High As Hope is Florence + The Machine’s most introspective album to date. Florence Welch’s signature soaring vocals are the focus, compliments of Emile Haynie’s restrained production, on the group’s fourth studio album. Welch, a powerful pop star, is paired to perfection with a tight backing band and clear sense of aesthetics.
In High As Hope, Welch turns her gaze inward. The frankness in the first words of “Hunger” (“At 17 I started to starve myself”) feels jarring paired with the adult contemporary production, but in other places, Welch’s raw candor makes more sense. “Grace” is an apologetic ballad that’s the most personal Welch has ever been, pleading to the one she’s wronged, “tell me what I can do, I will make it up to you.”
Nostalgia is Welch’s muse throughout High As Hope. A tale of post-performance high and the first single off the album, “Sky Full of Song” is a restrained mini-anthem. “South of London” is another rousing trip through the past, a fond recollection of youth’s bad decisions. Both tracks are a few shades less dramatic than singles of the past like “Dog Days Are Over” or “Shake It Out,” but strive for a similar stadium-sized affect.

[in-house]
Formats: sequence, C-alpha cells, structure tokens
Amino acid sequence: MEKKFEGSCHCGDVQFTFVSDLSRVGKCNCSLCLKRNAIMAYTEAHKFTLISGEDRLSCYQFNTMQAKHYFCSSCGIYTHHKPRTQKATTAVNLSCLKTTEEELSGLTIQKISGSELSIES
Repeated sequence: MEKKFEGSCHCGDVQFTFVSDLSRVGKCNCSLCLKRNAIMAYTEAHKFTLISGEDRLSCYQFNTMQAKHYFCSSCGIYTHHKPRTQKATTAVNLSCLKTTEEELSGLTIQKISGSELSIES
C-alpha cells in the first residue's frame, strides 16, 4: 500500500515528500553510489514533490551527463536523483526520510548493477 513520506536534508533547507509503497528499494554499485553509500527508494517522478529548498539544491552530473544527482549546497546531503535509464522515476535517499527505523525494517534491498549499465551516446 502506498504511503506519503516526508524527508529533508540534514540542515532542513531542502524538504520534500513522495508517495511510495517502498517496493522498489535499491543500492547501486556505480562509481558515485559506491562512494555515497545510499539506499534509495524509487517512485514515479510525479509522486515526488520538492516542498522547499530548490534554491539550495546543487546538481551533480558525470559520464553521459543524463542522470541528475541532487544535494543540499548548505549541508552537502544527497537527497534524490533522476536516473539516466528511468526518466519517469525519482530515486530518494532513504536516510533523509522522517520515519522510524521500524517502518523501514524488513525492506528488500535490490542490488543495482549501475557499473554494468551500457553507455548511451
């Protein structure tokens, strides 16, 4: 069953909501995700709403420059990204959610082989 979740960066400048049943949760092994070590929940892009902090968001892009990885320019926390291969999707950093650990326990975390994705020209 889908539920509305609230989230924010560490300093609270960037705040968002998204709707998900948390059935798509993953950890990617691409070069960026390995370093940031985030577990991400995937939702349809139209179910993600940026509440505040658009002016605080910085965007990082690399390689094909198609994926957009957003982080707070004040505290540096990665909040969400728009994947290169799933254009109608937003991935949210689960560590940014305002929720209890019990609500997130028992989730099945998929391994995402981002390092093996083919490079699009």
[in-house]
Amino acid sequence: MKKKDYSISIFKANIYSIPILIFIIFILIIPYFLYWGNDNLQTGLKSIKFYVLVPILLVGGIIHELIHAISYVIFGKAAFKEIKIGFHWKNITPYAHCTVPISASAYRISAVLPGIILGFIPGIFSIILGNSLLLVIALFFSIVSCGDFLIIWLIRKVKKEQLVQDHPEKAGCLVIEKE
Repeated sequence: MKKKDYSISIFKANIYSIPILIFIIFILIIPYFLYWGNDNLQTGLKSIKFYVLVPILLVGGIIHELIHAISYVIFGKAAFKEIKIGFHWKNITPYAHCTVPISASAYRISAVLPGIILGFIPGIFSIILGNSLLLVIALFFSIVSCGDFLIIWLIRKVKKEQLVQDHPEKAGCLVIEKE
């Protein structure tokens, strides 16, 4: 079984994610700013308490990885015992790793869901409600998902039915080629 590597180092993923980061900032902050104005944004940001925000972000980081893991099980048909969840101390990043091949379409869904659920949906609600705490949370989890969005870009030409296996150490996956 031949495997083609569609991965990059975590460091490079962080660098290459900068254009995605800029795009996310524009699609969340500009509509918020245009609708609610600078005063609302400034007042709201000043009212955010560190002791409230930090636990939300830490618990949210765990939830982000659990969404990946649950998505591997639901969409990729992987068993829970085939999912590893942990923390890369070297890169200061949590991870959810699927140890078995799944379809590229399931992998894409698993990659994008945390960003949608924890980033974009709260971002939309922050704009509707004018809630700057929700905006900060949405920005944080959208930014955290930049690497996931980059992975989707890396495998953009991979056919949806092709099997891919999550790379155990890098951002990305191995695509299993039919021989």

“Big God” is a standout on the album, the most theatrical track, with Kamasi Washington horns to match Welch’s Siouxsie Sioux howl. The song has a humorous streak with lines like, “you’ll always be my favorite ghost” a dark edge from co-writer, Jamie xx. “The End of Love” is high drama, but one of the more forgettable songs on the album, especially preceding the lovely “No Choir.” It’s a stellar pop song, a measured and simple ending to the album.
There’s an ode to Patti Smith (“Patricia”), Welch’s font of inspiration. There’s a song that starts as a humble, folky stomp that blossoms into a sweeping orchestral moment (“100 Years”). Florence + The Machine deliver on the formulas that have proven to work well in the past, but are still exciting upon first listen.
High As Hope is a true pop album. Not as stylish as How Big, How Blue, How Beautiful (2015), it expresses a more mature, unhurried tempo for the pop outfit. The newfound lyrical self-analysis would benefit from the same baroque antics that have made Florence + The Machine such an interesting fixture on pop charts. But with age comes warmth and introspection, and both are demonstrated beautifully here by Welch and her steadfast collaborators.
Notable Tracks: “100 Years” | “Big God” | “No Choir”